THE GOVERNMENT insists that it’s trimming the flab from the public service, yet I keep seeing advertisements for pseudo-jobs such as “Chief Advisor, Maori Development” for the Ministry of Science and Innovation.
It was a wordy, long-winded ad but after reading it I had little idea what the job actually entailed. This is par for the course with executive positions these days, in the private as well as the public sector. The ad was written in impenetrable HR-speak, with liberal use of vague phrases such as “focused strategies and policies” and “building connections throughout New Zealand’s science and innovation systems”.
Here’s a sample: “The Chief Maori Advisor [note the capital letters] will be the visible champion within the organisation to ensure that MSI gives priority to the Vision Matauranga policy, including through cross-government work in support of Maori economic development. The role will provide iwi with a primary point of contact and also support the CE and Senior Management [those capitals again] team by providing appropriate advice and cultural support for all significant engagements with Maori.”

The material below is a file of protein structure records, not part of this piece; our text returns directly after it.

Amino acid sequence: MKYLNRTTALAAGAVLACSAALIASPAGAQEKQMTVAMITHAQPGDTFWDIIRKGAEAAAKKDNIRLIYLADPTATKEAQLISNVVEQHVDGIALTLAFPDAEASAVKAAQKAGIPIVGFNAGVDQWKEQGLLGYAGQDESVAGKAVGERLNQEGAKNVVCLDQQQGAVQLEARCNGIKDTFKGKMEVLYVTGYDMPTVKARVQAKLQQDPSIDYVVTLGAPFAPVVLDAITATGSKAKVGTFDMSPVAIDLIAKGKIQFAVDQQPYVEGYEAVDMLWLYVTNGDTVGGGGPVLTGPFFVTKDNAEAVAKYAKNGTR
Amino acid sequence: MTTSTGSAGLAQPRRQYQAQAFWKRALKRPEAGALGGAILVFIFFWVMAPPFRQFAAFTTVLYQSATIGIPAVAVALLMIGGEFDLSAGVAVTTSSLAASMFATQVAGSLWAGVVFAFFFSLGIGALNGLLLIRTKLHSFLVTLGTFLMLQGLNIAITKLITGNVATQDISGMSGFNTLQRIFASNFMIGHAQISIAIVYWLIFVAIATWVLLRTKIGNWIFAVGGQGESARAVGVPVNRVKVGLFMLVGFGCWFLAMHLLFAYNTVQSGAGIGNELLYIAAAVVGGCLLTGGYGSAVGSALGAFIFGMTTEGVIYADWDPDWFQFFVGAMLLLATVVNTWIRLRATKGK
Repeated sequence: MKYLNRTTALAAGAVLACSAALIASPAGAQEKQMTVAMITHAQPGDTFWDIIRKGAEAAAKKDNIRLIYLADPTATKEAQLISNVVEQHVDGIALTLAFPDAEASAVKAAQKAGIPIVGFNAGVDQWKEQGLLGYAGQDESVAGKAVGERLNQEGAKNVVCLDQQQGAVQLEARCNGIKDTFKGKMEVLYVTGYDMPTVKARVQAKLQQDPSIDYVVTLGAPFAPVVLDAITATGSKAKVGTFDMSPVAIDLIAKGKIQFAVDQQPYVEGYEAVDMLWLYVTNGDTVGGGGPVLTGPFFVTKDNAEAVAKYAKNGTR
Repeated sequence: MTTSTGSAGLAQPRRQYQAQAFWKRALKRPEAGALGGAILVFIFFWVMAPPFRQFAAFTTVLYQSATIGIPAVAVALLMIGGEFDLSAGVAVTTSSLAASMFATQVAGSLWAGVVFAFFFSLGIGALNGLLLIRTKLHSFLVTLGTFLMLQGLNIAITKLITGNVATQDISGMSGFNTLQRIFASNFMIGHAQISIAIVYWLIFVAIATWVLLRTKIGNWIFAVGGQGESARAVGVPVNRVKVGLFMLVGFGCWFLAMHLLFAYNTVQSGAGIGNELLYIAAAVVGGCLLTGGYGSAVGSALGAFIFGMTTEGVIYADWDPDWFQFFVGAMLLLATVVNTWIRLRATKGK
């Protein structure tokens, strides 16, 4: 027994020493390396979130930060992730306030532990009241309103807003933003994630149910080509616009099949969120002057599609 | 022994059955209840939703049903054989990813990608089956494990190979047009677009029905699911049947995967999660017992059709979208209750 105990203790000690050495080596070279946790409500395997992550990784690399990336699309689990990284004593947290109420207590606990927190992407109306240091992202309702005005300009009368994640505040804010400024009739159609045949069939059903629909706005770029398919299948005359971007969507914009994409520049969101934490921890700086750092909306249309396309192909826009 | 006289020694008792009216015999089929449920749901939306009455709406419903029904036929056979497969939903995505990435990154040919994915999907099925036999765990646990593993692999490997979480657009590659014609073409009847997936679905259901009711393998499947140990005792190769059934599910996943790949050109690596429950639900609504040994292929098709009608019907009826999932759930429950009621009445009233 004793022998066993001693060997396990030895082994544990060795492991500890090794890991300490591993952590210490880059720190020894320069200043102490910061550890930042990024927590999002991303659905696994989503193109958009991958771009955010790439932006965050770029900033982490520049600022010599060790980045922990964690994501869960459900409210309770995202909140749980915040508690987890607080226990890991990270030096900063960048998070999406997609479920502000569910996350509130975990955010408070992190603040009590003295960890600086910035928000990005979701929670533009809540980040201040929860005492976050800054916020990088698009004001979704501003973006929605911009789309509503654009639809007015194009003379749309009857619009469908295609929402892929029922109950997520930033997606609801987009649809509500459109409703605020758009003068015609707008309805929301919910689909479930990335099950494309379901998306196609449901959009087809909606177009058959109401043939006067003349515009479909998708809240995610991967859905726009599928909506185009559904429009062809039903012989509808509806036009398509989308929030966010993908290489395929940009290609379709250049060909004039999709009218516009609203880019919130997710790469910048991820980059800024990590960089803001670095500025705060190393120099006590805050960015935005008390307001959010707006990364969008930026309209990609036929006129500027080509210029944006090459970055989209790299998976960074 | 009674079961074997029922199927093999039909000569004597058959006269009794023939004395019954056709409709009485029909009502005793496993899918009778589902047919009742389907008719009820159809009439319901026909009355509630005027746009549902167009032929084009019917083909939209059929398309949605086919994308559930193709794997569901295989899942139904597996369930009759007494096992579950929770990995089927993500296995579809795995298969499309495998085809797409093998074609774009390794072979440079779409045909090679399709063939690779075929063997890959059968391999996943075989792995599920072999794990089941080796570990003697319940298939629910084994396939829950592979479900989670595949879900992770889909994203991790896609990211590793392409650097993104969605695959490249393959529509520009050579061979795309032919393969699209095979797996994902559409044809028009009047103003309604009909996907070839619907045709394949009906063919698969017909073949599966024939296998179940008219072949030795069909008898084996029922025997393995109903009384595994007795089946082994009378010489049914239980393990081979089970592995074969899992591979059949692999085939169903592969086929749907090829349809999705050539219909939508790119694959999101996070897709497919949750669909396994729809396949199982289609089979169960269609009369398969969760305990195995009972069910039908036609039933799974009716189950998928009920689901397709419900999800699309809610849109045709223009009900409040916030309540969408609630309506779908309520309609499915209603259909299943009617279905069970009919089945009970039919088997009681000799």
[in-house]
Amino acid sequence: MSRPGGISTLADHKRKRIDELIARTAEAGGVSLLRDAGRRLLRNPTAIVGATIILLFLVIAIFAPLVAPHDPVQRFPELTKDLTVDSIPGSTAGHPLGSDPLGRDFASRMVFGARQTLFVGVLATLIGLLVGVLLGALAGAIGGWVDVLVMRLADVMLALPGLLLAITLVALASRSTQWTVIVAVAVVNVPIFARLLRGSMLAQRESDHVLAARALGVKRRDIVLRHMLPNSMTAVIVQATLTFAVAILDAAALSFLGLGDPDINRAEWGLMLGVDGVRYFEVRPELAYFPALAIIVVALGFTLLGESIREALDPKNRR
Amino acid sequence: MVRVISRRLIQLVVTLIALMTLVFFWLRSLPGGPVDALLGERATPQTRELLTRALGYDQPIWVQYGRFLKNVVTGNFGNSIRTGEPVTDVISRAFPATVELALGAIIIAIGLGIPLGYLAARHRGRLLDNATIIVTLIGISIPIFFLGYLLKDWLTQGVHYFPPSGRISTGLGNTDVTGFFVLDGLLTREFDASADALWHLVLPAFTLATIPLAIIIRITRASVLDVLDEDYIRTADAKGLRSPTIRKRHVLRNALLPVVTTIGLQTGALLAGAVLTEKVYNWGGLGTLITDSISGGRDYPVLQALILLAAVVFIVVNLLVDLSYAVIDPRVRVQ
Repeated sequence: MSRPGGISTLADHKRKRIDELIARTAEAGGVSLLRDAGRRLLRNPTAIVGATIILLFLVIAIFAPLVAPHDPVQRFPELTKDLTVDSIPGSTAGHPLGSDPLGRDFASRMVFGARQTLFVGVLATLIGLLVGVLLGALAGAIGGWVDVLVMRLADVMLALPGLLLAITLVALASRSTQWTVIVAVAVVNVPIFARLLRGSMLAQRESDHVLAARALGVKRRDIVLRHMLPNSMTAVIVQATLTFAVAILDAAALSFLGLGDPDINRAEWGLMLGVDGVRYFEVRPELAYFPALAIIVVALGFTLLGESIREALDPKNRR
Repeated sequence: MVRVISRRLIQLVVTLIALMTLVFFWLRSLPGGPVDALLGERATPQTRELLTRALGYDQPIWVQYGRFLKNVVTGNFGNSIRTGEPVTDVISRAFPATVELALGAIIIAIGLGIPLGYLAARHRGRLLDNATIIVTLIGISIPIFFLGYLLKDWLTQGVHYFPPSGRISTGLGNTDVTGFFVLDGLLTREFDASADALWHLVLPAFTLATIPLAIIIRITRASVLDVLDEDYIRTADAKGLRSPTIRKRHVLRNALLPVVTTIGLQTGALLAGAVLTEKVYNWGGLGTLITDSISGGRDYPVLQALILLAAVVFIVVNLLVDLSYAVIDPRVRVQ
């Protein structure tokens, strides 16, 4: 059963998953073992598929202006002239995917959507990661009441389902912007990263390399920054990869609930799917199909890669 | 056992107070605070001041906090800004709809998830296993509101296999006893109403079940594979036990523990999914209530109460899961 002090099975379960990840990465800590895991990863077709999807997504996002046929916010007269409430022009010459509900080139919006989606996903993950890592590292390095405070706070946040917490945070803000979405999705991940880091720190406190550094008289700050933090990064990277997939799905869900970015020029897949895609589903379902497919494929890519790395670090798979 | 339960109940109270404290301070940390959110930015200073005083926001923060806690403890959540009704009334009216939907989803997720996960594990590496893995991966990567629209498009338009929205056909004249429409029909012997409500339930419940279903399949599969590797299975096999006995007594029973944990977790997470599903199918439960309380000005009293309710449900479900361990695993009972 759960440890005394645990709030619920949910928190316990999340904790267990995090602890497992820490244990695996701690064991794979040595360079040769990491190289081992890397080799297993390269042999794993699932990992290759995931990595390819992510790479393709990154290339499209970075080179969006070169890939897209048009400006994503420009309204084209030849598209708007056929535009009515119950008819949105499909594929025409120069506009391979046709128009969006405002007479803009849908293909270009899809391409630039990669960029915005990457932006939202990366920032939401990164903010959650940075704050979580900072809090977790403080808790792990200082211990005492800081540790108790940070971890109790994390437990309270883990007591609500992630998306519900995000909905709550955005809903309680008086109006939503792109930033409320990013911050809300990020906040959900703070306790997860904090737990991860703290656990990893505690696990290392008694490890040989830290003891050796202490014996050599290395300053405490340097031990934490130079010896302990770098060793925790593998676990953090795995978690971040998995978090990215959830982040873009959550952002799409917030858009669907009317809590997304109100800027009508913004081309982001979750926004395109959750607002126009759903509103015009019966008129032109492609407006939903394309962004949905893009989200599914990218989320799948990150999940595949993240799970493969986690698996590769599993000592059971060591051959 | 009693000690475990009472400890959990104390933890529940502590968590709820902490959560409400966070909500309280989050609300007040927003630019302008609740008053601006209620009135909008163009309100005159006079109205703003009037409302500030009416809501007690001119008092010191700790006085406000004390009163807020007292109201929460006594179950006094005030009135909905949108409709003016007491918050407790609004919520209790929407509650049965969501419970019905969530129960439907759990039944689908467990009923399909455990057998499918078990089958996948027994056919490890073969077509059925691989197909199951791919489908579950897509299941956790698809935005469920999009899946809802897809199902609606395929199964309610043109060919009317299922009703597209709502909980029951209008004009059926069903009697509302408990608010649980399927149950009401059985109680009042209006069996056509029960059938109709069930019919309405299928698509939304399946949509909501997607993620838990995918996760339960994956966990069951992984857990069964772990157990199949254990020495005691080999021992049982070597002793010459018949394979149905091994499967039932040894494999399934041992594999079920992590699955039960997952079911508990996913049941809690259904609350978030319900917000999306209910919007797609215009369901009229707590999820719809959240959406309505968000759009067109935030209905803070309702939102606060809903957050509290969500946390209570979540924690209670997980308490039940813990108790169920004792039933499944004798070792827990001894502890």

It finished with a flourish, advising that the successful applicant would have a genuine opportunity [as opposed to a fake one?] “to make a difference to Maoridom by linking, influencing and driving economic development through research and development”.
I’m suspicious of flatulent language like this because it can mean anything and nothing. The description of the position advertised is so vague that I concluded it’s just another stab at feel-good bicultural tokenism. If a vacancy can’t be described in words that actually mean something, it’s probably not worth filling.
If Bill English is really determined to cut out wastage and feather-bedding in the public sector, perhaps he could start here.